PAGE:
In addition, America should embrace China in CPTPP, as CPTPP is known to be high-standard. And embracing China in CPTPP would require China to upgrade its standard and therefore open the door for China to the American-led world trade order.

Donald Trump has been pushing for an Indo-Pacific strategy — an Indo-Pacific region that “updates” the Asia-Pacific region. If the next president is to continue this Indo-Pacific strategy, then the Indo-Pacific region should not be a militarized region.

This Indo-Pacific region should be based on cooperation. One of them is through trade cooperation. Therefore, the next president should strengthen the Asia-Pacific Economic Cooperation (APEC). The US has the most interest to keep APEC relevant — and to make ASEAN at the heart of APEC. Therefore, America needs to support the membership of all ASEAN members in APEC, and to push for the revocation of the membership moratorium in APEC. The membership of India is also of America’s interest. Therefore, pushing for India’s membership in APEC should really be mulled over. There is no need, however, to change the name of APEC to become Indo-Pacific Economic Cooperation (IPEC).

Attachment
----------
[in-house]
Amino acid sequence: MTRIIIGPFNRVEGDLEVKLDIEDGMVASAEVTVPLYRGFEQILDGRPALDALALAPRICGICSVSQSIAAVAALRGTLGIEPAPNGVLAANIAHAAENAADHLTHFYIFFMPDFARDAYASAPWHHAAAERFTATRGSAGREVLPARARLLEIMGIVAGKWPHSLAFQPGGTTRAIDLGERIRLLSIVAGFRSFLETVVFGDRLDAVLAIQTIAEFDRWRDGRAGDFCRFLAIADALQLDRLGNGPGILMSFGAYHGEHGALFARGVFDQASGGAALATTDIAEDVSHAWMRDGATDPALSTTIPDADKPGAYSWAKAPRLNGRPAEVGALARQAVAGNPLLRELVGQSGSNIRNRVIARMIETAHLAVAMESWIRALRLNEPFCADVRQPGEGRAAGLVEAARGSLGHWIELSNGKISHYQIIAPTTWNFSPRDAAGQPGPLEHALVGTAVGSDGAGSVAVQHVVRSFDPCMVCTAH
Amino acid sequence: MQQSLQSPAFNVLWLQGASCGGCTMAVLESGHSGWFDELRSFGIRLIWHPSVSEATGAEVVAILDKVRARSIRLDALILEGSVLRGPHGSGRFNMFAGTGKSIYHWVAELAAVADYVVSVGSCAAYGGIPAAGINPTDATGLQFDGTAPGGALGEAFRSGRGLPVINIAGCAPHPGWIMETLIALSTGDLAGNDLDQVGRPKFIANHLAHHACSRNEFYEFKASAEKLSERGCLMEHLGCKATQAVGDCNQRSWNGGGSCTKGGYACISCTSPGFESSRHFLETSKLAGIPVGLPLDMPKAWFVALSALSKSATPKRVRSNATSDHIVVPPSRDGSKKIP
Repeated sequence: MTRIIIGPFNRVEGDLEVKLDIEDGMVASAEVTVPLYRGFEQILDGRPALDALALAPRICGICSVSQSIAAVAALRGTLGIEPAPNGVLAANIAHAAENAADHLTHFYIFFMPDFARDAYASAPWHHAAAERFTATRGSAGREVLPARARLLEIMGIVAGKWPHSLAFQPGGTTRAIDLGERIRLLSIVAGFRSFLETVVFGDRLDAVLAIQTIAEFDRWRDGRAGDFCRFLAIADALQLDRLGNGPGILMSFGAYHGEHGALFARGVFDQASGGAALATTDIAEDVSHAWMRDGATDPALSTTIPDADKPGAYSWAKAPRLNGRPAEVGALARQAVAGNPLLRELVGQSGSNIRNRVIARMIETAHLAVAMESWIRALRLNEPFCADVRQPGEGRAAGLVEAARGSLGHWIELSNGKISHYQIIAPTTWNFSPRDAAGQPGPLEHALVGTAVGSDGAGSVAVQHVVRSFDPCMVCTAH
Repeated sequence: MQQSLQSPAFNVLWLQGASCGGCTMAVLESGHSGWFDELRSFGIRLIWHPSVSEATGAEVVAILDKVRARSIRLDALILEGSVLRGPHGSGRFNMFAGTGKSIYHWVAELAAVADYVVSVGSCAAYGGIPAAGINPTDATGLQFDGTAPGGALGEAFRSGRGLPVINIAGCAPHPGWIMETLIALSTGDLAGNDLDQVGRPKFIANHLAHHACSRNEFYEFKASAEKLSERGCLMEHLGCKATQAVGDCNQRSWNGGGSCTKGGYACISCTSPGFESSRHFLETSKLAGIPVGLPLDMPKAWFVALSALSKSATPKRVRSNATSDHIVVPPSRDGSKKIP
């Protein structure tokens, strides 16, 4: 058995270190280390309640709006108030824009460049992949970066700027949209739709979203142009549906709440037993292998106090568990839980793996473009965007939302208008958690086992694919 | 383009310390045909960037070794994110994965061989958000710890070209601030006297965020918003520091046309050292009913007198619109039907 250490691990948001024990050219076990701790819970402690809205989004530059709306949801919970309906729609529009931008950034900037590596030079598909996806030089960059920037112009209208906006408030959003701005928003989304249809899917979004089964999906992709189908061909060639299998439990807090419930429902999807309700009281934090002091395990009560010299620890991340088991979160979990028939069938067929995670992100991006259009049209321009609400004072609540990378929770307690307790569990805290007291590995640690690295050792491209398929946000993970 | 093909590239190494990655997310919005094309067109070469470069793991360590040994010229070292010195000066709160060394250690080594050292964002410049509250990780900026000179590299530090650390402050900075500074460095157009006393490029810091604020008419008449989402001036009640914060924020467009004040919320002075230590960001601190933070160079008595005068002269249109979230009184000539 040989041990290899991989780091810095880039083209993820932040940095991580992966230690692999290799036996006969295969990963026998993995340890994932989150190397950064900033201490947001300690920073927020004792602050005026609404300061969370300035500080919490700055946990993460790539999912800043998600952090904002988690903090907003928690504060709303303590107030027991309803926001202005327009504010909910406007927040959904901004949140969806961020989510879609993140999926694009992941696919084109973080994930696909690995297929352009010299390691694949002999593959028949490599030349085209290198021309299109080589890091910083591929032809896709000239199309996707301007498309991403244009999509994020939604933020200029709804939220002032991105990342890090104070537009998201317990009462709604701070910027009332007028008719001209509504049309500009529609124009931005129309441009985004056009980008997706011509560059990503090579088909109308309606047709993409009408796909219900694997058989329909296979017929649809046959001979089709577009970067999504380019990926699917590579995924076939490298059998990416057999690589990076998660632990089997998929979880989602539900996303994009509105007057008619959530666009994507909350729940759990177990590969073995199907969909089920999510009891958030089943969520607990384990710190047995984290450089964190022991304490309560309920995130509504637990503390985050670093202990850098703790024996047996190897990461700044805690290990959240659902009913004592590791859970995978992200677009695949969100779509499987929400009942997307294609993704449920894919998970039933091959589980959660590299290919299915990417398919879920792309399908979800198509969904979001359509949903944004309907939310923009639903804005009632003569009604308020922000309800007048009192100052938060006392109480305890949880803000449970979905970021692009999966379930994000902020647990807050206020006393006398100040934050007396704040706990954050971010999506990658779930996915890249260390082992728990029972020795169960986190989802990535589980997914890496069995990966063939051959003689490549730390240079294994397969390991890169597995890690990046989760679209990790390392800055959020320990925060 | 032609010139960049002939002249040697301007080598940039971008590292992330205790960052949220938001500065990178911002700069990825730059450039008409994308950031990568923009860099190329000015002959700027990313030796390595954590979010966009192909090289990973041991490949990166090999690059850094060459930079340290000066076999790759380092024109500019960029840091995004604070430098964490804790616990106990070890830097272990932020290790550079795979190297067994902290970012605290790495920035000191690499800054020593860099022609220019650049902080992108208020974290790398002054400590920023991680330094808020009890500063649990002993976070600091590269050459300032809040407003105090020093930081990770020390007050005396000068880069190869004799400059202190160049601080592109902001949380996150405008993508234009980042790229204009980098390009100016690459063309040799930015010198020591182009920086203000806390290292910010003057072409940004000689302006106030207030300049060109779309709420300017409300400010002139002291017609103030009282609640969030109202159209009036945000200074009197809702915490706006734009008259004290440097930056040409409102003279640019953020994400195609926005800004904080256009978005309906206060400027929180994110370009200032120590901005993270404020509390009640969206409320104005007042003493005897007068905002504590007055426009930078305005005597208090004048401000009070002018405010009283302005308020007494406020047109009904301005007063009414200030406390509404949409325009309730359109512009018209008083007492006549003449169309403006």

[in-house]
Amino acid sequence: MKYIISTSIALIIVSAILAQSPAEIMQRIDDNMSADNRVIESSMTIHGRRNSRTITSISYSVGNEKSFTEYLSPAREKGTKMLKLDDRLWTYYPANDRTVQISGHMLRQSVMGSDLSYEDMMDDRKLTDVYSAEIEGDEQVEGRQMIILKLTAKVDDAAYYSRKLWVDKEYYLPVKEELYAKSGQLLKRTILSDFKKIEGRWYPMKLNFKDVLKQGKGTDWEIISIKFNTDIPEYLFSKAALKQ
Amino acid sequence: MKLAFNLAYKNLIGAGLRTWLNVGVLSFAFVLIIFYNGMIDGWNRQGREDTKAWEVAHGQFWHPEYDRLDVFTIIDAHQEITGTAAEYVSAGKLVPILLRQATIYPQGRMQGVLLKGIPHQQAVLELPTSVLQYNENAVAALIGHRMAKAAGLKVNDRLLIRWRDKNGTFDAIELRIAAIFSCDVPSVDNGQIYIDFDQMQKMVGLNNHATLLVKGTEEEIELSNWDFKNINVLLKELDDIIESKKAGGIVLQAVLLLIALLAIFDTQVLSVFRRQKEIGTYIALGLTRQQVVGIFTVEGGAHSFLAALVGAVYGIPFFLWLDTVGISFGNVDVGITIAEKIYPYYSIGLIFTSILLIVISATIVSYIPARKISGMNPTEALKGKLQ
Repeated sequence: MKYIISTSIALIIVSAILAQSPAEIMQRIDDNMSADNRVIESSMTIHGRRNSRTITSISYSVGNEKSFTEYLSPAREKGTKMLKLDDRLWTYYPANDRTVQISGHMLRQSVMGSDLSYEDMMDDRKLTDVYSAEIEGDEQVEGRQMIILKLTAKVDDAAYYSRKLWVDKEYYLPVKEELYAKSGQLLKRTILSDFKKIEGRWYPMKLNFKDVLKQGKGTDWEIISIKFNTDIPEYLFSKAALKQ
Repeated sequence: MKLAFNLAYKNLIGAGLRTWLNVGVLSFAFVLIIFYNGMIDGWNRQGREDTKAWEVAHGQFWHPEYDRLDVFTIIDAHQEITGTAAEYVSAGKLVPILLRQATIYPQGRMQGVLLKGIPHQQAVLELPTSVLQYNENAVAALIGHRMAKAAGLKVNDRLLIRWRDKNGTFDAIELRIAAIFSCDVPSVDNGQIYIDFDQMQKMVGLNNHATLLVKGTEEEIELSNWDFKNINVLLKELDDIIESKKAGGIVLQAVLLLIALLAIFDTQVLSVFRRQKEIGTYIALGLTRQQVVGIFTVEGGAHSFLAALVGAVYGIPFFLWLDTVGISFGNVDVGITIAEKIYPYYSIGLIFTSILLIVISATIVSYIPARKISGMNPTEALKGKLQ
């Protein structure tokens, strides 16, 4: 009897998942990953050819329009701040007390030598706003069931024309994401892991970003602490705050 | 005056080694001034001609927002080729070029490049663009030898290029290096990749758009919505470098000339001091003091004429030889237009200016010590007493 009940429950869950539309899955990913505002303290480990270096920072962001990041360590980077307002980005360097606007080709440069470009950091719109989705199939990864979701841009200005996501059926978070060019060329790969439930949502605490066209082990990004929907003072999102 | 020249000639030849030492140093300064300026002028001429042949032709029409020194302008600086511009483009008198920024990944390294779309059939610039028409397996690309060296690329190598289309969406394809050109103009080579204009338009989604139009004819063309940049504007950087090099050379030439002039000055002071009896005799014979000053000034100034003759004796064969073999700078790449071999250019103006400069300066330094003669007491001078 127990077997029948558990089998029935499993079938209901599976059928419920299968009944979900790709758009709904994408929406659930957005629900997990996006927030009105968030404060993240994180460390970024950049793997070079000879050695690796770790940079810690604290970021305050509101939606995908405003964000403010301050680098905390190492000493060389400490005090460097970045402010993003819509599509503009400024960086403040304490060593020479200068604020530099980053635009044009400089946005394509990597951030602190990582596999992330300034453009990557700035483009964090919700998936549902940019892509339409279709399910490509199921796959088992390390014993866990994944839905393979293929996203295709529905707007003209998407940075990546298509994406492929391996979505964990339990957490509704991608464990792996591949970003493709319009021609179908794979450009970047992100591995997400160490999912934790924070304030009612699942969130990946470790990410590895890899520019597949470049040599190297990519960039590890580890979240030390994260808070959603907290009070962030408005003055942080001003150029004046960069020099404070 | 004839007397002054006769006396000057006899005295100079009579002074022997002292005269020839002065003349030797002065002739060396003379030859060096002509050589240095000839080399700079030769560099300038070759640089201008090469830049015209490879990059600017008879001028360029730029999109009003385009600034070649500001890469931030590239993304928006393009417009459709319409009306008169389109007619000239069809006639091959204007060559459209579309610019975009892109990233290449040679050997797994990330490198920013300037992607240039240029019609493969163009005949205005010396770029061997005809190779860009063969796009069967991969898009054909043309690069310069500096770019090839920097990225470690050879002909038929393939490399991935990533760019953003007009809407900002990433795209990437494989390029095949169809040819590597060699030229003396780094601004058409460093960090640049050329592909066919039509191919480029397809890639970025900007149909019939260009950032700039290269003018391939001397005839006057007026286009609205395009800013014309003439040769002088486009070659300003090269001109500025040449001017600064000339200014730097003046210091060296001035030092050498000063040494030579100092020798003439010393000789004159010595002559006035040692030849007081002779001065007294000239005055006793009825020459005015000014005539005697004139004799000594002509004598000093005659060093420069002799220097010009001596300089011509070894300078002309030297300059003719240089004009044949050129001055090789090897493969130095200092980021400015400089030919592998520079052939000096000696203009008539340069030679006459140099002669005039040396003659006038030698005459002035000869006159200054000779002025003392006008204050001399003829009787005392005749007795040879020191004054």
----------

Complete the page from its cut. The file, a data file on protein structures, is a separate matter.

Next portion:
Also, the next president should really reconsider its approach to a militarized Indo-Pacific under the Quadrilateral Security Dialogue (Quad) scheme. Will US-Australia-India-Japan military axis in the Indo-Pacific region yield the expected outcome? Or will it only further jeopardize America’s interest in the region — as it further antagonizes China?

America has the biggest interest in keeping the region stable. The South China Sea is a case in point. The US has been advocating for free passage in the sea. However, America does not accede to the United Nations Convention on the Law of the Sea (UNCLOS). How can America be a reliable player in world (maritime) politics if America does not recognize this international law? By abiding to UNCLOS, America will have an upper hand in voicing the concern of America’s partners in Southeast Asia like the Philippines, Vietnam, and Myanmar — especially in endorsing the 2016 Permanent Court of Arbitration (PCA) ruling.